For the same level of performance, a woman is still judged to be less competent than a man, notably in areas which are stereotypically masculine. The University of Fribourg has taken part in a European study which has recently demonstrated this effect by studying the way in which magic tricks, which are predominantly performed by men, are evaluated.
The research team presented videos of magic tricks to the participants in the study. The tricks had been filmed entirely at hand level, so that it was impossible to guess the identity of the person performing them. One half of the participants were shown the tricks as if performed by Nathalie and the other half as if by Nicolas. The results clearly show that the tricks (supposedly) performed by Nathalie were judged to be worse and less impressive than those performed by Nicolas.
No progress in close to 50 years
In the study’s first experiment, 64 people were tested, of whom 33 were women. Over all, as mentioned, those evaluating Nathalie judged the tricks to be worse than did those evaluating Nicolas. Astonishingly, on the other hand, in a second experiment, when the participants were asked to justify their responses and explain how the tricks were done, the effect disappeared and all the tricks were judged to be better than in the first experiment. According to the authors of the study, it is, in point of fact, more difficult to evaluate a trick negatively when we can’t explain it.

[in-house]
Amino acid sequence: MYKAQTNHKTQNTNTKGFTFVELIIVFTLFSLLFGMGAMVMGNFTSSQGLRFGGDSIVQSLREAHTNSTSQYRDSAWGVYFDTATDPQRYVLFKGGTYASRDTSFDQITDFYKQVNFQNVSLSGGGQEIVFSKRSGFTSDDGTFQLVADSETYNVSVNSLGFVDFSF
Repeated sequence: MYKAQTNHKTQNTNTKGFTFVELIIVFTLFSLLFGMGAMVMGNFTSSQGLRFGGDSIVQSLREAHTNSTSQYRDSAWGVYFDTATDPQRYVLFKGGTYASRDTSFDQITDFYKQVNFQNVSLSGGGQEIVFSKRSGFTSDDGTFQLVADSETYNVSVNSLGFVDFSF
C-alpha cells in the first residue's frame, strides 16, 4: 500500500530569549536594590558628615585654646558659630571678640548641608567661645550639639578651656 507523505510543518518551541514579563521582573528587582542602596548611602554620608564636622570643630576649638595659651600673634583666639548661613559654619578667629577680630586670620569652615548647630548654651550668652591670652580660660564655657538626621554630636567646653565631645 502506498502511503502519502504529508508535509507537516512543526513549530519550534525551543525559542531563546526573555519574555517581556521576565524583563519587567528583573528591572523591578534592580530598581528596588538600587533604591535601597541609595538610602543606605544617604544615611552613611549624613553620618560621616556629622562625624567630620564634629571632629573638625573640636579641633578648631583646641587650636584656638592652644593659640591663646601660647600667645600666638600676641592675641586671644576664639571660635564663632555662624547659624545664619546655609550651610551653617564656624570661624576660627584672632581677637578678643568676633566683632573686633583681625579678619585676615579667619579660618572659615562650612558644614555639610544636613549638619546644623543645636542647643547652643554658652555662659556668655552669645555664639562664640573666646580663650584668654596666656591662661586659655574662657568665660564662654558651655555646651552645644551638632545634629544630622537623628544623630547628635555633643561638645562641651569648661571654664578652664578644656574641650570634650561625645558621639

The study, led in Fribourg by Pascal Gygax, co-director of the Psycholinguistic and Applied Social Psychology Team, is the result of a collaboration with Besançon, Paris and London. In 1968, a study conducted by Philip Goldberg in the United States had shown a similar effect when asking 40 women to evaluate journal articles written either by John T. McKay or Joan T. McKay. Thus these new results show that a discriminatory mechanism already studied in the 1960’s is still current today.
The article, published in the journal Social Psychological Bulletin, is available online.